The table with its differences can then be used to calculate the coefficients of the polynomial.

Guest Dec 1, 2017

edited by
Guest
Dec 1, 2017

#8**+2 **

Oh my god this is so helpful! Thanks so much guest! You should join Web2.0, the people here are very nice and very helpful!

OfficialBubbleTanks
Dec 1, 2017

#7**+3 **

**What is the degree of the function that generates the data shown?**

\(\displaystyle \begin{array}{|r|rrrrr|} \hline x & y\\ \hline -3 & 159 \\ & & -130 \\ -2 & 29 & & 100 \\ & & -30 & & -72 \\ -1 & -1 & & 28 & & 48 \\ & & -2 & & -24 & \\ 0 & -3 & & 4 & & 48 \\ & & 2 & & 24 & \\ 1 & \color{red}d_0=-1 & & 28 & & 48 \\ & & \color{red}d_1=30 & & 72 & \\ 2 & 29 & & \color{red}d_2=100 & & 48 \\ & & 130 & & \color{red}d_3=120 & \\ 3 & 159 & & 220 & & \color{red}d_4=48 \\ & & 350 & & 168 & \\ 4 & 509 & & 388 & & \\ & & 738 & & \\ 5 & 1247& & & & \\ \hline \end{array}\)

\(\displaystyle \begin{array}{|rcll|} \hline y(x) &=& \binom{x-1}{0}\cdot {\color{red}d_0 } + \binom{x-1}{1}\cdot {\color{red}d_1 } + \binom{x-1}{2}\cdot {\color{red}d_2 } + \binom{x-1}{3}\cdot {\color{red}d_3 } + \binom{x-1}{4}\cdot {\color{red}d_4 } \\\\ &=& \binom{x-1}{0}\cdot ( {\color{red}-1 } ) + \binom{x-1}{1}\cdot {\color{red}30 } + \binom{x-1}{2}\cdot {\color{red}100 } + \binom{x-1}{3}\cdot {\color{red}120 } + \binom{x-1}{4}\cdot {\color{red}48 } \\\\ &=& -1 \\ &&+~ \underbrace{30 \cdot(x-1)}_{\text{max degree } 1} \\ &&+~ \underbrace{100 \cdot\left(\frac{x-1}{2}\right)\cdot \left(\frac{x-2}{1}\right)}_{\text{max degree } 2} \\ &&+~ \underbrace{120 \cdot \left(\frac{x-1}{3}\right)\cdot \left(\frac{x-2}{2}\right)\cdot \left(\frac{x-3}{1}\right)}_{\text{max degree } 3} \\ &&+~ \underbrace{48 \cdot\left(\frac{x-1}{4}\right)\cdot \left(\frac{x-2}{3}\right)\cdot \left(\frac{x-3}{2}\right)\cdot \left(\frac{x-4}{1}\right)}_{\text{max degree } \color{red}4} \\ &=& \mathbf{2x^4-3} \\ \hline \end{array}\)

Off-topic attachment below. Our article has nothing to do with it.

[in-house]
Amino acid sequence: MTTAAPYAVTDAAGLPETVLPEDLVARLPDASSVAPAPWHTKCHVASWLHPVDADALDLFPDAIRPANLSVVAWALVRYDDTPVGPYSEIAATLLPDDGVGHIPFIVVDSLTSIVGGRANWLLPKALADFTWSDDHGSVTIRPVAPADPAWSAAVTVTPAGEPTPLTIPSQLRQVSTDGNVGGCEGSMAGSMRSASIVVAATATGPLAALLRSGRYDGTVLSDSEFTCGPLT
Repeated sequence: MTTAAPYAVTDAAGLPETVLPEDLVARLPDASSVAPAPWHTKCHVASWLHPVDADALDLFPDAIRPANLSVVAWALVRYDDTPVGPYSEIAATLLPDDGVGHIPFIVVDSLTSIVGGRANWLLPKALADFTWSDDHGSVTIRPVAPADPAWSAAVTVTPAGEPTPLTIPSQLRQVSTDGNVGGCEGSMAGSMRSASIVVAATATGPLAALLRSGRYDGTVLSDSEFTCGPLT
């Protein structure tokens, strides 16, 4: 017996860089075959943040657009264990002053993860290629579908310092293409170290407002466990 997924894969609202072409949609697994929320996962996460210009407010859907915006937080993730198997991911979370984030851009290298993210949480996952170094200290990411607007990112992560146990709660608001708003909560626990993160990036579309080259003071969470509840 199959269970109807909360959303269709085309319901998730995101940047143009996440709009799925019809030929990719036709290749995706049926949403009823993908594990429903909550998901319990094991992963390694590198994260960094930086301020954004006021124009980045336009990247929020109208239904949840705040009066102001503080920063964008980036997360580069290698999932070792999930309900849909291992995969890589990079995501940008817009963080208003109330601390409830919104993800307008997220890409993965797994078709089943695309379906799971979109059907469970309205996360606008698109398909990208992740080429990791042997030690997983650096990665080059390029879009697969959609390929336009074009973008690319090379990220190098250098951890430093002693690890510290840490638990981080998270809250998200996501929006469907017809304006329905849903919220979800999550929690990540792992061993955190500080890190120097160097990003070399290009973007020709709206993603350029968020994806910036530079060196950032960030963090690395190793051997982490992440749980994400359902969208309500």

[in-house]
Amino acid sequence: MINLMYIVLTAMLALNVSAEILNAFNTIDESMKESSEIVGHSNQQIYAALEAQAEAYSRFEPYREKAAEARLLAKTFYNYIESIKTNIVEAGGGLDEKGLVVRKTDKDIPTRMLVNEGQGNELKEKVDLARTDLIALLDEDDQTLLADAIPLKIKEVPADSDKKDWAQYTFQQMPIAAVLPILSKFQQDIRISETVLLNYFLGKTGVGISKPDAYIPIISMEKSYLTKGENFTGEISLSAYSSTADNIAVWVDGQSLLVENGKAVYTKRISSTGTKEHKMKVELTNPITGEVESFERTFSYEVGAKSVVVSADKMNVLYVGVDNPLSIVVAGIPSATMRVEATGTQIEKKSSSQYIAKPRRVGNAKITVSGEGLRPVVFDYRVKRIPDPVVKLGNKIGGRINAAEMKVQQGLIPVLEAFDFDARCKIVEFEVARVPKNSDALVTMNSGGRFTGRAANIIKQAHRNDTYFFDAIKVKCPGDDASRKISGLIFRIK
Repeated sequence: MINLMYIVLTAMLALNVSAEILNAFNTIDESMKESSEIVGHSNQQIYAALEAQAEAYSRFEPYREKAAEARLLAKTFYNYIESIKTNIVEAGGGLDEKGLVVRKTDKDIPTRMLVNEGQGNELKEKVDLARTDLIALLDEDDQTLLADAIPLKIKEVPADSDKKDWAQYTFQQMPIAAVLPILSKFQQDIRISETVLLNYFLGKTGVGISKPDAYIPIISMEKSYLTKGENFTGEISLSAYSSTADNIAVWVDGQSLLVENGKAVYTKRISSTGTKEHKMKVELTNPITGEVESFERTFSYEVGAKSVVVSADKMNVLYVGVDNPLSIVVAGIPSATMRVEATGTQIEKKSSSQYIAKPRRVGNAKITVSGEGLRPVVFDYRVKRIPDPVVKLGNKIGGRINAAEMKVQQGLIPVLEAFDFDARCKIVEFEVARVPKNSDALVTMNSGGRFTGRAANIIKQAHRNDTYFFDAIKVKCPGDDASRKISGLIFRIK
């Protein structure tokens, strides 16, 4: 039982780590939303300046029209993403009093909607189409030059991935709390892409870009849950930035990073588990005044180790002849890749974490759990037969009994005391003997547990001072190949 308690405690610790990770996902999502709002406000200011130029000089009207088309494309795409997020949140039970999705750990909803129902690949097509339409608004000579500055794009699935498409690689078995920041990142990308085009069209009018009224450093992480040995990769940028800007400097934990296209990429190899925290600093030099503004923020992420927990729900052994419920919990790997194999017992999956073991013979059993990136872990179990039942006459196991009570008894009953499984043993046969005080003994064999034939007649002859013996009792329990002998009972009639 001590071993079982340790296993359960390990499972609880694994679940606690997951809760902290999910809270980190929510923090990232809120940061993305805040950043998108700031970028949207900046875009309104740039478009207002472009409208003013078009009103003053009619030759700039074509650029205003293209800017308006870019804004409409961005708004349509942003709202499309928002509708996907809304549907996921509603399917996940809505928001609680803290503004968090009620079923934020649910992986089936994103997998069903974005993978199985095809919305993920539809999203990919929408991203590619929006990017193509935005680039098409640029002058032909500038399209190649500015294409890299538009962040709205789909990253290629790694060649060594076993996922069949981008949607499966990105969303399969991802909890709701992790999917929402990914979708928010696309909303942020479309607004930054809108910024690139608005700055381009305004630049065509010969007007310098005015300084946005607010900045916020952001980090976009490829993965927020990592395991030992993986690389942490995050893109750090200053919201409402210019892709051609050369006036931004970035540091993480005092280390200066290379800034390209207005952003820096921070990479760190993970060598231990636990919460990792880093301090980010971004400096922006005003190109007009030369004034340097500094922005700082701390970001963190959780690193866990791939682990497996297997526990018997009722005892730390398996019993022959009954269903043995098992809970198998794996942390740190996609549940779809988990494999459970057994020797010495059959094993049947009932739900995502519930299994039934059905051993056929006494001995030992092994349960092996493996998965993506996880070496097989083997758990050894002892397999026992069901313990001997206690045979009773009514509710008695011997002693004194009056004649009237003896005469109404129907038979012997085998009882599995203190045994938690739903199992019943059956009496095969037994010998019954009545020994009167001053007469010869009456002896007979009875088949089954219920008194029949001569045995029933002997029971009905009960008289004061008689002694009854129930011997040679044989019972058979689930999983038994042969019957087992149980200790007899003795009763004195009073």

expand see **WolframAlpha:**

If the difference \(d_i\) is constant, so the degree of the polynomial to calculate the coefficients is \(i\).

\({\color{red}d_4}=48\) is constant, so the degree is \({\color{red}4}\)

If the difference \(d_i \) is constant, so the degree of the polynomial to calculate the sum of the coefficients is \(i+1\).

heureka Dec 1, 2017

#10**+2 **

Thanks to Geno, Melody, Heureka and Guest !!!

Here's an algebraic solution.......

As the Guest pointed out.....this will be a 4th degree polynomial in the form

ax^4 + bx^3 + cx^2 + dx + e

Since (0, -3) is on the graph, then e = - 3

We can first solve for a and c

So we have that

a(-2)^4 + b(-2)^3 + c(-2)^2 + d(-2) - 3 = 29

a(2)^4 + b(2)^3 + c(2)^2 + d(2) - 3 = 29

Adding these, we have that

32a + 8c - 6 = 58

32a + 8c = 64

4a + c = 8 (1)

And we have that

a(1)^4 + b(1)^3 + c(1)^2 + d(1) - 3 = -1

a(-1)^4 + b(-1)^3 + c(-1)^2 + d(-1) - 3 = -1

Adding these we get that

2a + 2c = 4

a + c = 2 (2)

Subtract (2) from (1)

3a = 6 ⇒ a = 2

And 2 + c = 2 ⇒ c = 0

And we have that

2 (1)^4 + b(1)^3 + d(1) - 3 = -1

2(-1)^4 + b(-1)^3 + d(-1) - 3 = - 1

Subtract these

2b + 2d = 0

b + d = 0 (3)

And

2(2)^4 + b(2)^3 + d(2) - 3 = 29

2(-2)^4 + b(-2)^3 + d(-2) - 3 = 29

Subtract these

16b + 4d = 0

4b + d = 0 (4)

Subtract (3) from (4)

3b = 0

b = 0

And b + d = 0 ⇒ 0 + d = 0 ⇒ d = 0

So......the function is

2x^4 - 3

CPhill Dec 1, 2017